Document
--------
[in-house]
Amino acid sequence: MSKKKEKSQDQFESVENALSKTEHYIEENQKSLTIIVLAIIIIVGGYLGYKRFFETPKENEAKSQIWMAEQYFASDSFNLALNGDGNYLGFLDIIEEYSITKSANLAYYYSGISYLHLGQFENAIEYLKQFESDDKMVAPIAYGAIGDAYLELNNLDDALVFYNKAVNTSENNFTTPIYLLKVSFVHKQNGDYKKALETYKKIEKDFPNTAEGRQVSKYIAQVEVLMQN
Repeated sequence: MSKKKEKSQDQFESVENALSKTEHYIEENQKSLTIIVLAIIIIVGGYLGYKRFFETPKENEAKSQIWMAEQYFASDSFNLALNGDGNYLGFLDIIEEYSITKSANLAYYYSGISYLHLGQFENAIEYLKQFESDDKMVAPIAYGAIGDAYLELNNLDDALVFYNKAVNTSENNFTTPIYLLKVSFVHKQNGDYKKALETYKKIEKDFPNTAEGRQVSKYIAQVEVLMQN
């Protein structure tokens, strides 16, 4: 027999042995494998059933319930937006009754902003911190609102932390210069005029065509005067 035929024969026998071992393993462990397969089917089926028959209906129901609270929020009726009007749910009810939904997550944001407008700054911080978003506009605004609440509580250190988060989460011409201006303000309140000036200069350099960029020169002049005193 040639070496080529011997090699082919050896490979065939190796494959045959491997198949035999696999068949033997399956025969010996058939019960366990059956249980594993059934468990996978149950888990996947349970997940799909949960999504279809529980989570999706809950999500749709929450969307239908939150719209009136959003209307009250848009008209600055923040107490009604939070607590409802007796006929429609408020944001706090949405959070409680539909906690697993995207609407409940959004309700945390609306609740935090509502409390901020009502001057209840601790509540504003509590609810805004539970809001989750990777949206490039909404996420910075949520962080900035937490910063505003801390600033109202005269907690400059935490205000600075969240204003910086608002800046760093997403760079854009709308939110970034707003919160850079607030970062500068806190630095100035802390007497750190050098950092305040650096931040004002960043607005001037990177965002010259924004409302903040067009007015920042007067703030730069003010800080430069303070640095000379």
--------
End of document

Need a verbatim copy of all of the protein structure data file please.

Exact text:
[in-house]
Amino acid sequence: MSKKKEKSQDQFESVENALSKTEHYIEENQKSLTIIVLAIIIIVGGYLGYKRFFETPKENEAKSQIWMAEQYFASDSFNLALNGDGNYLGFLDIIEEYSITKSANLAYYYSGISYLHLGQFENAIEYLKQFESDDKMVAPIAYGAIGDAYLELNNLDDALVFYNKAVNTSENNFTTPIYLLKVSFVHKQNGDYKKALETYKKIEKDFPNTAEGRQVSKYIAQVEVLMQN
Repeated sequence: MSKKKEKSQDQFESVENALSKTEHYIEENQKSLTIIVLAIIIIVGGYLGYKRFFETPKENEAKSQIWMAEQYFASDSFNLALNGDGNYLGFLDIIEEYSITKSANLAYYYSGISYLHLGQFENAIEYLKQFESDDKMVAPIAYGAIGDAYLELNNLDDALVFYNKAVNTSENNFTTPIYLLKVSFVHKQNGDYKKALETYKKIEKDFPNTAEGRQVSKYIAQVEVLMQN
């Protein structure tokens, strides 16, 4: 027999042995494998059933319930937006009754902003911190609102932390210069005029065509005067 035929024969026998071992393993462990397969089917089926028959209906129901609270929020009726009007749910009810939904997550944001407008700054911080978003506009605004609440509580250190988060989460011409201006303000309140000036200069350099960029020169002049005193 040639070496080529011997090699082919050896490979065939190796494959045959491997198949035999696999068949033997399956025969010996058939019960366990059956249980594993059934468990996978149950888990996947349970997940799909949960999504279809529980989570999706809950999500749709929450969307239908939150719209009136959003209307009250848009008209600055923040107490009604939070607590409802007796006929429609408020944001706090949405959070409680539909906690697993995207609407409940959004309700945390609306609740935090509502409390901020009502001057209840601790509540504003509590609810805004539970809001989750990777949206490039909404996420910075949520962080900035937490910063505003801390600033109202005269907690400059935490205000600075969240204003910086608002800046760093997403760079854009709308939110970034707003919160850079607030970062500068806190630095100035802390007497750190050098950092305040650096931040004002960043607005001037990177965002010259924004409302903040067009007015920042007067703030730069003010800080430069303070640095000379």